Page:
Postresuscitation encephalopathy is a component of post-resuscitation disease, which is manifested by a number of neurological and psychological disorders. It is characterized by damage to the tissues of the central nervous system. The clinical picture is diverse, the main symptoms include hyperkinesis, visual disturbances, frontal ataxia, amenative delirious psychoses and convulsive seizures. Pathology is diagnosed on the basis of clinical data and the results of imaging examination (CT and MRI). Specific treatment: barbiturates, drugs that improve microcirculation, calcium channel blockers, antioxidants, cell membrane stabilizers.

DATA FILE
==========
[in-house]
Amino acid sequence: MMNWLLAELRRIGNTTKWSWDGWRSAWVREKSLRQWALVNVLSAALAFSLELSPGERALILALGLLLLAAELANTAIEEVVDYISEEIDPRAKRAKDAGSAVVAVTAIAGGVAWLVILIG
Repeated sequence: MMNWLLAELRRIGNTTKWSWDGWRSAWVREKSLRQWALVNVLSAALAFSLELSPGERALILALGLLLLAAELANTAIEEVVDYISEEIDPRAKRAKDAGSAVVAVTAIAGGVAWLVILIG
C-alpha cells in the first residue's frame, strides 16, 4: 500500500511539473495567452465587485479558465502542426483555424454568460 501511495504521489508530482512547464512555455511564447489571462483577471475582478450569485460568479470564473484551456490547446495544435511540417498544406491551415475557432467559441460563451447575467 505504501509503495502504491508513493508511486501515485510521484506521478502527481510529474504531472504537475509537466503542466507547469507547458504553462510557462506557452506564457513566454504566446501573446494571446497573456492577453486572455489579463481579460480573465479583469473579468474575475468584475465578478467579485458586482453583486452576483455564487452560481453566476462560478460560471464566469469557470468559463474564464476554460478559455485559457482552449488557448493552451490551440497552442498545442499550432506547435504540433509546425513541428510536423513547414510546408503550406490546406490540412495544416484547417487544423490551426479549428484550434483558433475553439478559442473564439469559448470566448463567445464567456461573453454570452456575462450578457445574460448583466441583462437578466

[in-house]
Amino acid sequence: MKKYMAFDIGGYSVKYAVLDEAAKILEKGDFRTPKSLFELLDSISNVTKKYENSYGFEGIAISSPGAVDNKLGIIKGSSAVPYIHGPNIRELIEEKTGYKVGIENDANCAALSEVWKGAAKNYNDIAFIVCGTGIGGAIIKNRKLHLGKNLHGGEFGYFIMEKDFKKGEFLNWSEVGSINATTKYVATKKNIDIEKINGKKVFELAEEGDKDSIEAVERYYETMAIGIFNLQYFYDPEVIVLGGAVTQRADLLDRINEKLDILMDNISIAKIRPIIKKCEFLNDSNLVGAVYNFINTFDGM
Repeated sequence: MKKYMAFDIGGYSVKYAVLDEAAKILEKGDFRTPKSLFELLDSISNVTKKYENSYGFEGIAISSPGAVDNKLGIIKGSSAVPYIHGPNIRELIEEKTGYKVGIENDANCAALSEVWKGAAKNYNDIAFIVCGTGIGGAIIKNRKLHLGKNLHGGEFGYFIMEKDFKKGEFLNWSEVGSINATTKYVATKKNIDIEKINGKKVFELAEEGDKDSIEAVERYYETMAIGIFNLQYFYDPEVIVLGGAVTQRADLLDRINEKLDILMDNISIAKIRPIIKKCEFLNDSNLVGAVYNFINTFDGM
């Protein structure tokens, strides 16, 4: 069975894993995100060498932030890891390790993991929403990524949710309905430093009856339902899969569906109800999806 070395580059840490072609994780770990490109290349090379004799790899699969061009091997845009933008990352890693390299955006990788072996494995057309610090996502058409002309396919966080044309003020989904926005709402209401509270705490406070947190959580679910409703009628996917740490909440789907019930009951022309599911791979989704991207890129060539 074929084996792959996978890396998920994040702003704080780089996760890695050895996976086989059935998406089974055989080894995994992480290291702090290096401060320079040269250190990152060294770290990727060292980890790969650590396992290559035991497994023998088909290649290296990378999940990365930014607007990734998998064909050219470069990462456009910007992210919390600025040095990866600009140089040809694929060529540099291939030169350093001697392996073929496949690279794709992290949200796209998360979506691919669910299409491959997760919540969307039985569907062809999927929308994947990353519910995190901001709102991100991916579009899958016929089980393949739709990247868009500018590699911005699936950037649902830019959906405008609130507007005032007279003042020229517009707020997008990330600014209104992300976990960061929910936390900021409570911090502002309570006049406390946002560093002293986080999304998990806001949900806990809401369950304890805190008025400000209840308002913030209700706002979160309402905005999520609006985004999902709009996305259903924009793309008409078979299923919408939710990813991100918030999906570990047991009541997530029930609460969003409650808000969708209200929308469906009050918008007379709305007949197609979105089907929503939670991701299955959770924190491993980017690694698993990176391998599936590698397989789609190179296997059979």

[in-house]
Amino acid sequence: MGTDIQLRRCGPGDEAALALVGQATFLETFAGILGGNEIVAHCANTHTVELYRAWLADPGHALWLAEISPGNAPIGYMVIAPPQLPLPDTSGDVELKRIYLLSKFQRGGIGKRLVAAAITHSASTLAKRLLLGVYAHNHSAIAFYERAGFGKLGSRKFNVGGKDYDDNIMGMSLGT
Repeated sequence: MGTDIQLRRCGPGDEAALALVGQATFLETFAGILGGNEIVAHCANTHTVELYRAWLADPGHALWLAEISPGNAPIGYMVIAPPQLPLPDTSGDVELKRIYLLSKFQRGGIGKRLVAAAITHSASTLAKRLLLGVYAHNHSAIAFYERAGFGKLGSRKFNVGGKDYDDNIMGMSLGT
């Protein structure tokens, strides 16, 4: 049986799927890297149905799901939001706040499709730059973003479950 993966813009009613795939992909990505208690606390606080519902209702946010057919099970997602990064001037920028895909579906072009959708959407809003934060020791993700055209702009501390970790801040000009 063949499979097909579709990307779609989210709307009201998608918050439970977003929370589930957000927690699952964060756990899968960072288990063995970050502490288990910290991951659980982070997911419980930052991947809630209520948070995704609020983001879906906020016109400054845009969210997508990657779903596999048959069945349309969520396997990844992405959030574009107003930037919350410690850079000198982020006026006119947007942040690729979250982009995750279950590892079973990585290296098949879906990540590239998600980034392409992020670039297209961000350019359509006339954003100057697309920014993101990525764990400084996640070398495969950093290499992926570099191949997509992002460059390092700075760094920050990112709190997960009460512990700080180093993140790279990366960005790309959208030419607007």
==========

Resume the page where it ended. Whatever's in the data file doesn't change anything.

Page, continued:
G93.1 Anoxic brain lesion, not classified elsewhere
Today, postresuscitation encephalopathy is considered a common phenomenon that occurs in every case of a temporary stop or a significant decrease in perfusion in the brain. The cause of the condition is the high sensitivity of neurons to hypoxia. The degree of severity of clinical manifestations varies from their complete absence (the brain has great adaptive capabilities) to a detailed picture of damage to a particular area of nervous tissue.
Pathology is observed not only after clinical death, but also in people who have suffered a terminal condition of another origin: trauma, asphyxia, severe blood loss, a prolonged episode of hypotension. It is based on oxygen starvation and violation of all metabolic processes. A certain role in the formation of negative transformations is played by a metabolic storm, including the volume release of “shock” hormones. Changes occur at the molecular, cellular, tissue, organ, zonal and systemic levels of the organization, can be reversible and irreversible. The causes of GM damage include: